Within the Church community, two different lay movements exist that represent opposing philosophies. The first group called DignityUSA, seeks to change the Church's teachings to justify homosexual acts. The second, Courage International, is an organization of homosexuals who "support each other in the sincere effort to live in chastity and in fidelity to Christ and his Church."[31]

Love of husband and wife


The sixth commandment, according to the USCCB, "summons spouses" to an emotional and sexual fidelity they call "essential" to marriage and is reflective of God's "fidelity to us".[32]

Spousal love, according to Church teaching, is meant to achieve an unbroken, twofold end: union of husband and wife as well as transmission of life.[33] The unitive aspect includes a person's whole being that calls spouses to grow in love and fidelity "so that they are no longer two but one flesh".[33] The sacrament of matrimony is viewed as God's sealing of spousal consent to the gift of themselves to each other. Church teaching on the marital state requires spousal acceptance of each other's failures and faults and the recognition that the "call to holiness in marriage" is one that requires a process of spiritual growth and conversion that can last throughout life.[33]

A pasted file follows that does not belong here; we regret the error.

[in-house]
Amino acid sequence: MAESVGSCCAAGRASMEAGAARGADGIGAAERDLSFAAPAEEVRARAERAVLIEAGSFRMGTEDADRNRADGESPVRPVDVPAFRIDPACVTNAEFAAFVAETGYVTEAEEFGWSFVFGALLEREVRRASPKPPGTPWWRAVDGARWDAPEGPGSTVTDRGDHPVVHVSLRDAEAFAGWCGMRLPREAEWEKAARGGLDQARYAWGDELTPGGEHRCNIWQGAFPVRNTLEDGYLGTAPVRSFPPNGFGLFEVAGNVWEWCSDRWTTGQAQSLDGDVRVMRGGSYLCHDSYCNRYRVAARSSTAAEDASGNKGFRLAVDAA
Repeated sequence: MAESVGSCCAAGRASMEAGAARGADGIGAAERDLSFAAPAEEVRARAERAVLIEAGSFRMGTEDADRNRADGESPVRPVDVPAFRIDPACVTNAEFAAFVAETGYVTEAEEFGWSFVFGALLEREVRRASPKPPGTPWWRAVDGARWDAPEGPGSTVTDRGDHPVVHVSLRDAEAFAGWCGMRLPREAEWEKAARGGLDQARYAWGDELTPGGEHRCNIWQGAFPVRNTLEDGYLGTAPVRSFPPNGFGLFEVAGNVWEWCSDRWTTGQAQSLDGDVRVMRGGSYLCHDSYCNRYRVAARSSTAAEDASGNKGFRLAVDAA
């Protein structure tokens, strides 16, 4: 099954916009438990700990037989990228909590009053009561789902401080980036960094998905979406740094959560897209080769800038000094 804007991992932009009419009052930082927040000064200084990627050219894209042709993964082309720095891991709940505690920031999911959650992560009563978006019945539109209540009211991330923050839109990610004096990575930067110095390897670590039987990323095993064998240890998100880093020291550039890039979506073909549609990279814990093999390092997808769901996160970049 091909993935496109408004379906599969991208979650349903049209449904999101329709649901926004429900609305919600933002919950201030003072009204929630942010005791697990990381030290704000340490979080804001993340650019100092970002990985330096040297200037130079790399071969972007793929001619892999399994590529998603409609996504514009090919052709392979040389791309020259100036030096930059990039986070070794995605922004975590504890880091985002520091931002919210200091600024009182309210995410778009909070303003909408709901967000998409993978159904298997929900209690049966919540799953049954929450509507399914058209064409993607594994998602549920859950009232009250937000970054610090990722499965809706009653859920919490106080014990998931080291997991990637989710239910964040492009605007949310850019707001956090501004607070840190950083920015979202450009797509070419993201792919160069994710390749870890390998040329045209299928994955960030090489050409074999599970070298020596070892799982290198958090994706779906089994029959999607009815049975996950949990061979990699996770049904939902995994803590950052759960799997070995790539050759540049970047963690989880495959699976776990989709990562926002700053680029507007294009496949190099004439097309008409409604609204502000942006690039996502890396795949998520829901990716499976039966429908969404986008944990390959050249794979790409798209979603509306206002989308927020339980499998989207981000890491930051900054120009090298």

Fecundity of marriage, sexual pleasure, birth control

Throughout Church history, various Catholic thinkers have offered differing opinions on sexual pleasure. Some saw it as sinful, while others disagreed.[34] There was no formal Church position in the matter until the 1546 Council of Trent decided that "concupiscence" invited sin but was "not formally sinful in itself".[34] In 1679, Pope Innocent XI also weighed in by condemning "marital sex exercised for pleasure alone".[34] The Church position on sexual activity can be summarized as: "sexual activity belongs only in marriage as an expression of total self–giving and union, and always open to the possibility of new life." Sexual acts in marriage are considered "noble and honorable" and are meant to be enjoyed with "joy and gratitude".[33]